Note that only from B can one go to point A, without going beyond the line that represents the fence.
I have found that a handy, fun way to explore symmetric designs and reproduce examples from African art and crafts is to use the KaleidoMania! software package, developed by Kevin D. Lee of St. Paul, Minn. (See Plane Patterns, March 13, 1999.)
In African Fractals, Ron Eglash of the Rensselaer Polytechnic Institute in Troy, N.Y., investigates links between fractal geometry and traditional African designs, emphasizing their self-similar nature.
"Fractals can be seen in many of the swirling patterns produced by computer graphics, and they have become an important new tool for modeling in biology, geology, and other natural sciences," Eglash writes.
"While fractal geometry can indeed take us into the far reaches of high-tech science, its patterns are surprisingly common in traditional African designs, and some of its basic concepts are fundamental to African knowledge systems," he contends.
Eglash provides a gentle introduction to fractal geometry and tries to demonstrate how various aspects of fractals are expressed in African culture.
The iterative construction of a Fulani wedding blanket, for instance, embeds spiritual energy, Eglash argues. In this case, the diamonds in the pattern get smaller as you move from either side toward the blanket’s center.
"The weavers who created it report that spiritual energy is woven into the pattern and that each successive iteration shows an increase in this energy," Eglash notes. "Releasing this spiritual energy is dangerous, and if the weavers were to stop in the middle they would risk death. The engaged couple must bring the weaver food and kola nuts to keep him awake until it is finished."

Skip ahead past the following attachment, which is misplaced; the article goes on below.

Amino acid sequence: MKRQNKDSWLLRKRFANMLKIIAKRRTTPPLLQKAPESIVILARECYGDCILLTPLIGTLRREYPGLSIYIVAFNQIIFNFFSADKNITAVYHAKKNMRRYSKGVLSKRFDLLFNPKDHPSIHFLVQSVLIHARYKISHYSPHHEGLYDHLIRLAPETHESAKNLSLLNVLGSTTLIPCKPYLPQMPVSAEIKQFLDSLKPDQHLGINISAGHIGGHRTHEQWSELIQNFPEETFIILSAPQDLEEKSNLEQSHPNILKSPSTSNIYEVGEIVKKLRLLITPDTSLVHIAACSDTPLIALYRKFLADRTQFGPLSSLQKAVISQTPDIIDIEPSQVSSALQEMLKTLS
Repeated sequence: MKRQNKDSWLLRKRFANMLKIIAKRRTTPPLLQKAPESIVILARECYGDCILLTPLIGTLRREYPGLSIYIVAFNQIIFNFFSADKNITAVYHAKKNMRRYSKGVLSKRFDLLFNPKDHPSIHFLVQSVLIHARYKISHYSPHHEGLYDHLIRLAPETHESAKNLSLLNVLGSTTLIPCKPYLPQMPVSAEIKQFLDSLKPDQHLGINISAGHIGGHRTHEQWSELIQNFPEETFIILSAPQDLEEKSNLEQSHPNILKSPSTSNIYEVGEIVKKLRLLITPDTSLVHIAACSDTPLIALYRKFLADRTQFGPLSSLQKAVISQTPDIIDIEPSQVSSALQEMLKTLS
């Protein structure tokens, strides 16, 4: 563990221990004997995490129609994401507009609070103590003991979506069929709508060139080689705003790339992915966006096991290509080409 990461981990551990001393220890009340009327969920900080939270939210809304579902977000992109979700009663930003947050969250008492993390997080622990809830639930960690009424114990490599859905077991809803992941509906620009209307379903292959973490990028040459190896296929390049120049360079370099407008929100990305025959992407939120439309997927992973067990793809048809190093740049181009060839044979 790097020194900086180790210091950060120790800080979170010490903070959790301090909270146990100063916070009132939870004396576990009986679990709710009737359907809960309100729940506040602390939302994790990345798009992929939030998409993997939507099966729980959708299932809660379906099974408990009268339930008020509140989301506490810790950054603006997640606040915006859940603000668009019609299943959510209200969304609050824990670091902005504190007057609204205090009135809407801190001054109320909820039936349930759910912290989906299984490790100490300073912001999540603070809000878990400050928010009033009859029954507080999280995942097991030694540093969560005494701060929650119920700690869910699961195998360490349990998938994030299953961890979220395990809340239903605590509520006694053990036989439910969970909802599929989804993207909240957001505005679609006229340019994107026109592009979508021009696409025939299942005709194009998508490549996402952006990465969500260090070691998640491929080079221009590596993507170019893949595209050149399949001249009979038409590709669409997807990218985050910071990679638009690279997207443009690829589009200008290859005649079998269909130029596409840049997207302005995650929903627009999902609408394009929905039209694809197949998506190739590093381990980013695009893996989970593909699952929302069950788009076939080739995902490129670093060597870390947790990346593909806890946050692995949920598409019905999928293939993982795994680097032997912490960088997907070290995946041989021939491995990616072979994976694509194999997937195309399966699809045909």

Eglash sees similar recurring patterns on different scales in ivory sculptures, palace and village layouts, and braided hair designs. His argument for the ubiquity of fractals in African design and thought is provocative though not, I think, entirely convincing. Nonetheless, his book calls attention to intriguing facets of African culture.
Both African Fractals and Geometry from Africa vividly display the amazing variety of inventive designs and patterns that can emerge from simple geometric ideas and everyday activities.
"In any region or country, the diversity of activities in which geometrical considerations are involved may be extremely great," Gerdes says.
In Kenya, he remarks, the "Turkana and the el-Molo weave semi-spherical basket fish traps; Wata woodcarvers produce containers, fashioned from raw logs, decorating them with strip patterns; Kamba women decorate gourds; Luyia on the eastern shore of Lake Victoria build and decorate boats; Luyia basket makers weave conical quail baskets with a hexagonally woven bottom; Meru woodcarvers on the eastern slopes of Mount Kenya shape symmetrical spoons and Meru drummers use log-drums painted with symmetrical designs; the Pokomo [fashion] dugout canoes; Boran and Taita women weave mats out of strips; and Sakuye weave hats with a decorative motif with fourfold symmetry."
Geometric exploration goes hand in hand with artistic design.
Comments are welcome. Please send messages to Ivars Peterson at email@example.com.